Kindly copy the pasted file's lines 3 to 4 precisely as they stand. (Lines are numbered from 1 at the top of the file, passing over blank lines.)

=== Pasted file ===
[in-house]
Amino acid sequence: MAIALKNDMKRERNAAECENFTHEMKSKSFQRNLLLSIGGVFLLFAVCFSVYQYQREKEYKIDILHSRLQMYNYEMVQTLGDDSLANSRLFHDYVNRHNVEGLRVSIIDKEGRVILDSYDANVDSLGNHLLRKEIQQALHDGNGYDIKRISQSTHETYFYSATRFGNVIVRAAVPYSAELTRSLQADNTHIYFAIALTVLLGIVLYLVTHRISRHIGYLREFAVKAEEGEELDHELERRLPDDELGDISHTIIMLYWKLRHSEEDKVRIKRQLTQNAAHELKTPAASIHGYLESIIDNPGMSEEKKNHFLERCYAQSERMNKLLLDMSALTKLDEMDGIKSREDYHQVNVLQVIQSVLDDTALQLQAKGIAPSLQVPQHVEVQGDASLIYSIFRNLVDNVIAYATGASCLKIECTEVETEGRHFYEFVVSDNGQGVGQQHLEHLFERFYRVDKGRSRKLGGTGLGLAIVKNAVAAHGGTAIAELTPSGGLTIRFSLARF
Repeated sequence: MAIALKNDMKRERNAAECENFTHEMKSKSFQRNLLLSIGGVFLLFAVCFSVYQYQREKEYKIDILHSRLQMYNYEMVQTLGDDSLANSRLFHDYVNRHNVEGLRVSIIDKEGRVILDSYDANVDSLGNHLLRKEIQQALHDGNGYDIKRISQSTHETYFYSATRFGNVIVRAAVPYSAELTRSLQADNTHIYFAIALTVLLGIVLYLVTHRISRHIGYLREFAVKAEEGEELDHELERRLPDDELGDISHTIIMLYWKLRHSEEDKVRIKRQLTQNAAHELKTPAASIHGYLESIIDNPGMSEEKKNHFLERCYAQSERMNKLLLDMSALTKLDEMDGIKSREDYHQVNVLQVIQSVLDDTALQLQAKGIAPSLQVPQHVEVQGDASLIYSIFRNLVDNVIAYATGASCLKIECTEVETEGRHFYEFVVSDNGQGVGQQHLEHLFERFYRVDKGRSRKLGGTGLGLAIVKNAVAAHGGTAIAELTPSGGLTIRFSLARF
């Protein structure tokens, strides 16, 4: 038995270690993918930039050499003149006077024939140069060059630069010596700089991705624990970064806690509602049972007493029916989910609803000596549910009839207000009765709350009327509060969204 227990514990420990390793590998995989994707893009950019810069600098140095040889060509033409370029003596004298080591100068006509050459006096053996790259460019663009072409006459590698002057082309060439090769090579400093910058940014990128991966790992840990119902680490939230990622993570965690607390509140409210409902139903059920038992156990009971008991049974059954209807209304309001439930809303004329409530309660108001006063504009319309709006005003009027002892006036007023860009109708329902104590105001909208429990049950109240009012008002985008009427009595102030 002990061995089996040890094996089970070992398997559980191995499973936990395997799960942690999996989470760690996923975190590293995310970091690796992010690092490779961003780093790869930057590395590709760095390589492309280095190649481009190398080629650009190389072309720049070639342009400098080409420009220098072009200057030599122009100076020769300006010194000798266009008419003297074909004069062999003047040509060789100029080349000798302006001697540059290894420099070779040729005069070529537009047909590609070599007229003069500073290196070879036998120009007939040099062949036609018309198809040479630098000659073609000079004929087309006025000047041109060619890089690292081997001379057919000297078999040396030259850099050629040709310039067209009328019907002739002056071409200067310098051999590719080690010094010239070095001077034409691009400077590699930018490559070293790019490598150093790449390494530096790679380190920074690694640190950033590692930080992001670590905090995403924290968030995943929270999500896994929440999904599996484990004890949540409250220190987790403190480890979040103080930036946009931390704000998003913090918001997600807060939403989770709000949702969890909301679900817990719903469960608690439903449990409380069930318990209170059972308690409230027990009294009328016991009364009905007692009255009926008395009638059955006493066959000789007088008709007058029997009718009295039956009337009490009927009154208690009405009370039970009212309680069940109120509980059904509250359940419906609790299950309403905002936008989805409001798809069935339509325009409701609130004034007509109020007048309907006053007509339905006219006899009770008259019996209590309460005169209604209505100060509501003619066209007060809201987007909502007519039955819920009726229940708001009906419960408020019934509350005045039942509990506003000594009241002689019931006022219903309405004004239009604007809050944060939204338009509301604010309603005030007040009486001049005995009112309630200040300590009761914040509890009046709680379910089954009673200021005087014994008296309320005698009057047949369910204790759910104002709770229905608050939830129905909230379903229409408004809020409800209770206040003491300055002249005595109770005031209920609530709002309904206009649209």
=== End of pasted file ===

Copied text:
Repeated sequence: MAIALKNDMKRERNAAECENFTHEMKSKSFQRNLLLSIGGVFLLFAVCFSVYQYQREKEYKIDILHSRLQMYNYEMVQTLGDDSLANSRLFHDYVNRHNVEGLRVSIIDKEGRVILDSYDANVDSLGNHLLRKEIQQALHDGNGYDIKRISQSTHETYFYSATRFGNVIVRAAVPYSAELTRSLQADNTHIYFAIALTVLLGIVLYLVTHRISRHIGYLREFAVKAEEGEELDHELERRLPDDELGDISHTIIMLYWKLRHSEEDKVRIKRQLTQNAAHELKTPAASIHGYLESIIDNPGMSEEKKNHFLERCYAQSERMNKLLLDMSALTKLDEMDGIKSREDYHQVNVLQVIQSVLDDTALQLQAKGIAPSLQVPQHVEVQGDASLIYSIFRNLVDNVIAYATGASCLKIECTEVETEGRHFYEFVVSDNGQGVGQQHLEHLFERFYRVDKGRSRKLGGTGLGLAIVKNAVAAHGGTAIAELTPSGGLTIRFSLARF
């Protein structure tokens, strides 16, 4: 038995270690993918930039050499003149006077024939140069060059630069010596700089991705624990970064806690509602049972007493029916989910609803000596549910009839207000009765709350009327509060969204 227990514990420990390793590998995989994707893009950019810069600098140095040889060509033409370029003596004298080591100068006509050459006096053996790259460019663009072409006459590698002057082309060439090769090579400093910058940014990128991966790992840990119902680490939230990622993570965690607390509140409210409902139903059920038992156990009971008991049974059954209807209304309001439930809303004329409530309660108001006063504009319309709006005003009027002892006036007023860009109708329902104590105001909208429990049950109240009012008002985008009427009595102030 002990061995089996040890094996089970070992398997559980191995499973936990395997799960942690999996989470760690996923975190590293995310970091690796992010690092490779961003780093790869930057590395590709760095390589492309280095190649481009190398080629650009190389072309720049070639342009400098080409420009220098072009200057030599122009100076020769300006010194000798266009008419003297074909004069062999003047040509060789100029080349000798302006001697540059290894420099070779040729005069070529537009047909590609070599007229003069500073290196070879036998120009007939040099062949036609018309198809040479630098000659073609000079004929087309006025000047041109060619890089690292081997001379057919000297078999040396030259850099050629040709310039067209009328019907002739002056071409200067310098051999590719080690010094010239070095001077034409691009400077590699930018490559070293790019490598150093790449390494530096790679380190920074690694640190950033590692930080992001670590905090995403924290968030995943929270999500896994929440999904599996484990004890949540409250220190987790403190480890979040103080930036946009931390704000998003913090918001997600807060939403989770709000949702969890909301679900817990719903469960608690439903449990409380069930318990209170059972308690409230027990009294009328016991009364009905007692009255009926008395009638059955006493066959000789007088008709007058029997009718009295039956009337009490009927009154208690009405009370039970009212309680069940109120509980059904509250359940419906609790299950309403905002936008989805409001798809069935339509325009409701609130004034007509109020007048309907006053007509339905006219006899009770008259019996209590309460005169209604209505100060509501003619066209007060809201987007909502007519039955819920009726229940708001009906419960408020019934509350005045039942509990506003000594009241002689019931006022219903309405004004239009604007809050944060939204338009509301604010309603005030007040009486001049005995009112309630200040300590009761914040509890009046709680379910089954009673200021005087014994008296309320005698009057047949369910204790759910104002709770229905608050939830129905909230379903229409408004809020409800209770206040003491300055002249005595109770005031209920609530709002309904206009649209």